ECD ‘Due Diligence Bill’ Advances in Senate

Gov. Bill Haslam, who wants to expand taxpayer-funded grants to business, is also suggesting that extra information collected to pick the winners be kept hidden from public view.

“Due diligence” documents such as corporate financial statements, budgets, cash flow reports and ownership information would be reviewed by politicians and agency staff but would not be open under a measure, Senate Bill 2207, that advanced out of a Senate committee Tuesday on an 8-0 vote with little debate.

Haslam, a Republican, wants to pump $70 million into the Fast Track grant program which is used to entice companies like Amazon to locate in Tennessee in addition to tax incentives and tax credits. Under SB2207, the state would collect more information from applying businesses but share none of it with taxpayers.

“You have to recognize that as a private company, that they have a need to keep information private,” Sen. Bo Watson, a Hixson Republican and the bill’s co-prime sponsor, told TNReport.

Both Haslam and his predecessor, Democratic Gov. Phil Bredesen, have faced criticism for keeping lucrative state deals with corporations shrouded in secrecy. In some cases, it’s hard for the public to even know the final tally of incentives provided because of the privacy of tax information, though in the case of Volkswagen, the bill reached hundreds of millions of dollars for expenses like buying land and training employees to work for the car manufacturer.

The measure comes from a long list of bills Haslam wants to see passed this year, including one that would give the Department of Economic and Community Development more flexibility to offer Fast Track grants for high-impact relocations and expansions.

“Using hard dollars from the FastTrack program is more transparent than the tax incentive process, which is completely confidential under law,” Clint Brewer, an ECD spokesman, said via email. “The due diligence bill does not hide anything ECD is doing, it only protects private company finances.”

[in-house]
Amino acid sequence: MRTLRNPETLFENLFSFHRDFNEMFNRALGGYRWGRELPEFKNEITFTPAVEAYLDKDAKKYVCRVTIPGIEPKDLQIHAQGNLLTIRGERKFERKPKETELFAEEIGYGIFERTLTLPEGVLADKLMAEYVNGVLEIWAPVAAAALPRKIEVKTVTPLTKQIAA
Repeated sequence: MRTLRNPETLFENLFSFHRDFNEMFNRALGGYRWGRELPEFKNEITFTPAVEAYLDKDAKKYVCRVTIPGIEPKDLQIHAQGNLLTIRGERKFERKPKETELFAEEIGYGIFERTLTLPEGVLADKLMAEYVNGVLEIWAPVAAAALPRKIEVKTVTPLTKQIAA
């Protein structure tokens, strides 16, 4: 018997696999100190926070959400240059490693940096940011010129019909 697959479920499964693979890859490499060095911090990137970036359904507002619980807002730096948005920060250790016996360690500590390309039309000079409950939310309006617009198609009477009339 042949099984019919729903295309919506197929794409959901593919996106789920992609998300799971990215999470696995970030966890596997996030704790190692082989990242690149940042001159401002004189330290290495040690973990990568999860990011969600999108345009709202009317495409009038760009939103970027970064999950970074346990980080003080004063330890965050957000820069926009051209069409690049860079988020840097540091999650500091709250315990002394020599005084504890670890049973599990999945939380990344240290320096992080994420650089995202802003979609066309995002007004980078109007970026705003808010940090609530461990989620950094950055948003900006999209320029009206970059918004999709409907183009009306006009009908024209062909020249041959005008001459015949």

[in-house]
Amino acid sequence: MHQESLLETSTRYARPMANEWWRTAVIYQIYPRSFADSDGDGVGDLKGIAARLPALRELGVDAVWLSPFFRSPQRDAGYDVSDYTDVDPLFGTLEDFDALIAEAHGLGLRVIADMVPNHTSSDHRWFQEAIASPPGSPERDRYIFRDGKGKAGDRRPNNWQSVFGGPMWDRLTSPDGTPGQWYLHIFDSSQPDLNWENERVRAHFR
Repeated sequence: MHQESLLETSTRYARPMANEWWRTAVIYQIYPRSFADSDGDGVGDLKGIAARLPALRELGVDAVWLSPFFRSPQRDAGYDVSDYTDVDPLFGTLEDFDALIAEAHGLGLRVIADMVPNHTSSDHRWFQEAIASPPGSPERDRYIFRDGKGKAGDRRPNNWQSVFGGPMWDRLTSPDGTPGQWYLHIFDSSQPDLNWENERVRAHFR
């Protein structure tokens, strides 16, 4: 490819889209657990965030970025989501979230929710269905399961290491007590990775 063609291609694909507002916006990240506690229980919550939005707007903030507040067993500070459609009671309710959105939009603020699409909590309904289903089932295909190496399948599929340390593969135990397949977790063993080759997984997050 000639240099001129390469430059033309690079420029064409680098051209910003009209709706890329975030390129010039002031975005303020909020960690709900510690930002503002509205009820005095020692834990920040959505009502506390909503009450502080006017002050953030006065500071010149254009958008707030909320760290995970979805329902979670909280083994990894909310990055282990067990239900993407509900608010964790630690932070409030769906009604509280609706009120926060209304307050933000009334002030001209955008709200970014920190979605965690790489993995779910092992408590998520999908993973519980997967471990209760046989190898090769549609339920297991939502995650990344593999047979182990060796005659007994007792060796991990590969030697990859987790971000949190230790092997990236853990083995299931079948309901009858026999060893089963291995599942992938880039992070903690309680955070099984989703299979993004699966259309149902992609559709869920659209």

The “due diligence” business details, which lawmakers want to add as an exemption from open records laws, are additional bits of information Watson says will help the agency do its “homework.”

Under that legislation, the State Funding Board would be able to review insider details for Fast Track grants but the group — made up of the top five officers in the executive branch — will also be required to keep that information confidential.

ECD now decides which companies to invest in without that “due diligence” level of insider information. It now reviews and keeps proprietary information and any trade secrets close to the vest.

One government transparency advocate contends the documents Haslam is looking to keep out of the public eye are already protected under state law. But push comes to shove, the most important information that needs to be public are the final details of the arrangement: Who is getting how much money?

“Our concern was that language dealing with ownership could be construed to say that they didn’t have to say who they were giving grants to,” said Frank Gibson, director of the Tennessee Coalition for Open Government, who is not fighting the bill because the company name would still be public information on the final ECD contract, even if the owner’s name isn’t.

“Eventually people are able to find out who they are. Volkswagen LLC is still Volkswagen.”